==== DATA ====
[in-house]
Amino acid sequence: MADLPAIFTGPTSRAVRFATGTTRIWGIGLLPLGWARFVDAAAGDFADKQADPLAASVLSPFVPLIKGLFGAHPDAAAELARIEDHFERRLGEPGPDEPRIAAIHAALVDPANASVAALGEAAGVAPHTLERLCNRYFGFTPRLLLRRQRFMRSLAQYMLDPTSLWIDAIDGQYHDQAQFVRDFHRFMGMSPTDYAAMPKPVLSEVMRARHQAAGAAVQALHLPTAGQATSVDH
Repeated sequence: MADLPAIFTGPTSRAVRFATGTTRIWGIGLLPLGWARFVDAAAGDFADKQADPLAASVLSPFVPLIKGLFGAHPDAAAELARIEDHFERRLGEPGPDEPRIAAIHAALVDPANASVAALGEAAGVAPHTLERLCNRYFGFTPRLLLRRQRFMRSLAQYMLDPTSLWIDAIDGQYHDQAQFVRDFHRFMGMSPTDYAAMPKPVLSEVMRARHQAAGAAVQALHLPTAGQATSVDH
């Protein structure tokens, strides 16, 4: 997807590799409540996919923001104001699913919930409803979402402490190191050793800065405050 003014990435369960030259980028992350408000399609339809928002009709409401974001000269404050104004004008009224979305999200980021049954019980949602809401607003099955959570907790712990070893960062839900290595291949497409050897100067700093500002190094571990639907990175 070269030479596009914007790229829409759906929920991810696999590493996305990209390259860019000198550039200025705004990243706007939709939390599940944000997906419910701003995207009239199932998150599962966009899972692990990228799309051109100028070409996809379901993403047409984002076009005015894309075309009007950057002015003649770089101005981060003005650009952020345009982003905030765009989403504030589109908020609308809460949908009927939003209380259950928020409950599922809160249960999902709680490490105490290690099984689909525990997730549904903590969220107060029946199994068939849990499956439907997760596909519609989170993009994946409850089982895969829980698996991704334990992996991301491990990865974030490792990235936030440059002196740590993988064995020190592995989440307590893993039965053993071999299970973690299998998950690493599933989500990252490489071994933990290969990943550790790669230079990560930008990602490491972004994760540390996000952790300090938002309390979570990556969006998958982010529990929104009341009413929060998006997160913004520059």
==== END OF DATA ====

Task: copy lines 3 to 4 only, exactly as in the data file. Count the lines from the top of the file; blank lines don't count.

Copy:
Repeated sequence: MADLPAIFTGPTSRAVRFATGTTRIWGIGLLPLGWARFVDAAAGDFADKQADPLAASVLSPFVPLIKGLFGAHPDAAAELARIEDHFERRLGEPGPDEPRIAAIHAALVDPANASVAALGEAAGVAPHTLERLCNRYFGFTPRLLLRRQRFMRSLAQYMLDPTSLWIDAIDGQYHDQAQFVRDFHRFMGMSPTDYAAMPKPVLSEVMRARHQAAGAAVQALHLPTAGQATSVDH
């Protein structure tokens, strides 16, 4: 997807590799409540996919923001104001699913919930409803979402402490190191050793800065405050 003014990435369960030259980028992350408000399609339809928002009709409401974001000269404050104004004008009224979305999200980021049954019980949602809401607003099955959570907790712990070893960062839900290595291949497409050897100067700093500002190094571990639907990175 070269030479596009914007790229829409759906929920991810696999590493996305990209390259860019000198550039200025705004990243706007939709939390599940944000997906419910701003995207009239199932998150599962966009899972692990990228799309051109100028070409996809379901993403047409984002076009005015894309075309009007950057002015003649770089101005981060003005650009952020345009982003905030765009989403504030589109908020609308809460949908009927939003209380259950928020409950599922809160249960999902709680490490105490290690099984689909525990997730549904903590969220107060029946199994068939849990499956439907997760596909519609989170993009994946409850089982895969829980698996991704334990992996991301491990990865974030490792990235936030440059002196740590993988064995020190592995989440307590893993039965053993071999299970973690299998998950690493599933989500990252490489071994933990290969990943550790790669230079990560930008990602490491972004994760540390996000952790300090938002309390979570990556969006998958982010529990929104009341009413929060998006997160913004520059």